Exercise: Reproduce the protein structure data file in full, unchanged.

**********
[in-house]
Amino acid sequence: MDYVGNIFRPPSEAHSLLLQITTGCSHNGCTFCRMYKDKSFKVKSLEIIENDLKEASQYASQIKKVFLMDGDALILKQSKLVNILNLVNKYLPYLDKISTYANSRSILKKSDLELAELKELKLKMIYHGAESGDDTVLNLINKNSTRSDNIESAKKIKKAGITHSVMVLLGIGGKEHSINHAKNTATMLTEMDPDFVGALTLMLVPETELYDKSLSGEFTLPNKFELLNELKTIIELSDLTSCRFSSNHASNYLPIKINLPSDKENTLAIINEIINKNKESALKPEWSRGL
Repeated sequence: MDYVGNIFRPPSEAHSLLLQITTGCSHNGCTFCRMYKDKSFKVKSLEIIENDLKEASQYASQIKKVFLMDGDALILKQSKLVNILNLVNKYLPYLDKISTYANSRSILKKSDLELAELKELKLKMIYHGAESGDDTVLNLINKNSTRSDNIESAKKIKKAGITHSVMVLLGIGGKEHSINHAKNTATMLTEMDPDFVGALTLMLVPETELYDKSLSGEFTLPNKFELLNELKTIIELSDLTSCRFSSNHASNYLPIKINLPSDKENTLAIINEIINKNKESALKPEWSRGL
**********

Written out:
[in-house]
Amino acid sequence: MDYVGNIFRPPSEAHSLLLQITTGCSHNGCTFCRMYKDKSFKVKSLEIIENDLKEASQYASQIKKVFLMDGDALILKQSKLVNILNLVNKYLPYLDKISTYANSRSILKKSDLELAELKELKLKMIYHGAESGDDTVLNLINKNSTRSDNIESAKKIKKAGITHSVMVLLGIGGKEHSINHAKNTATMLTEMDPDFVGALTLMLVPETELYDKSLSGEFTLPNKFELLNELKTIIELSDLTSCRFSSNHASNYLPIKINLPSDKENTLAIINEIINKNKESALKPEWSRGL
Repeated sequence: MDYVGNIFRPPSEAHSLLLQITTGCSHNGCTFCRMYKDKSFKVKSLEIIENDLKEASQYASQIKKVFLMDGDALILKQSKLVNILNLVNKYLPYLDKISTYANSRSILKKSDLELAELKELKLKMIYHGAESGDDTVLNLINKNSTRSDNIESAKKIKKAGITHSVMVLLGIGGKEHSINHAKNTATMLTEMDPDFVGALTLMLVPETELYDKSLSGEFTLPNKFELLNELKTIIELSDLTSCRFSSNHASNYLPIKINLPSDKENTLAIINEIINKNKESALKPEWSRGL